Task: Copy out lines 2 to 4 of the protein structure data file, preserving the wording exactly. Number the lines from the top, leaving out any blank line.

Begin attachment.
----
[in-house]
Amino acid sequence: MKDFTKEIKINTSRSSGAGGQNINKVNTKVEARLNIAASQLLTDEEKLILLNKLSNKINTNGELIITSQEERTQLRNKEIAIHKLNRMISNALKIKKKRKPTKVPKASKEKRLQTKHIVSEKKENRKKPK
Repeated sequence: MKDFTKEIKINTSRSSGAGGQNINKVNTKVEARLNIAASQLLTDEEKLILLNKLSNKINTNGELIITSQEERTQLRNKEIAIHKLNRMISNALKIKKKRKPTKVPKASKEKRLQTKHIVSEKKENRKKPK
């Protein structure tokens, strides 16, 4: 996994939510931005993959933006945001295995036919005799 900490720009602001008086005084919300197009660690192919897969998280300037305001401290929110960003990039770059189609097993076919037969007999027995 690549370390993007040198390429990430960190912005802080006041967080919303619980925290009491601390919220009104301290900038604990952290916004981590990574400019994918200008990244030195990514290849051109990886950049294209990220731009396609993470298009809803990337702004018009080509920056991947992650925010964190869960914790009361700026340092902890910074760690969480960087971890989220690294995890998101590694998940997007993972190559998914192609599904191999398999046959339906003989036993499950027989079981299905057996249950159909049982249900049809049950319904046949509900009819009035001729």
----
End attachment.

Amino acid sequence: MKDFTKEIKINTSRSSGAGGQNINKVNTKVEARLNIAASQLLTDEEKLILLNKLSNKINTNGELIITSQEERTQLRNKEIAIHKLNRMISNALKIKKKRKPTKVPKASKEKRLQTKHIVSEKKENRKKPK
Repeated sequence: MKDFTKEIKINTSRSSGAGGQNINKVNTKVEARLNIAASQLLTDEEKLILLNKLSNKINTNGELIITSQEERTQLRNKEIAIHKLNRMISNALKIKKKRKPTKVPKASKEKRLQTKHIVSEKKENRKKPK
């Protein structure tokens, strides 16, 4: 996994939510931005993959933006945001295995036919005799 900490720009602001008086005084919300197009660690192919897969998280300037305001401290929110960003990039770059189609097993076919037969007999027995 690549370390993007040198390429990430960190912005802080006041967080919303619980925290009491601390919220009104301290900038604990952290916004981590990574400019994918200008990244030195990514290849051109990886950049294209990220731009396609993470298009809803990337702004018009080509920056991947992650925010964190869960914790009361700026340092902890910074760690969480960087971890989220690294995890998101590694998940997007993972190559998914192609599904191999398999046959339906003989036993499950027989079981299905057996249950159909049982249900049809049950319904046949509900009819009035001729």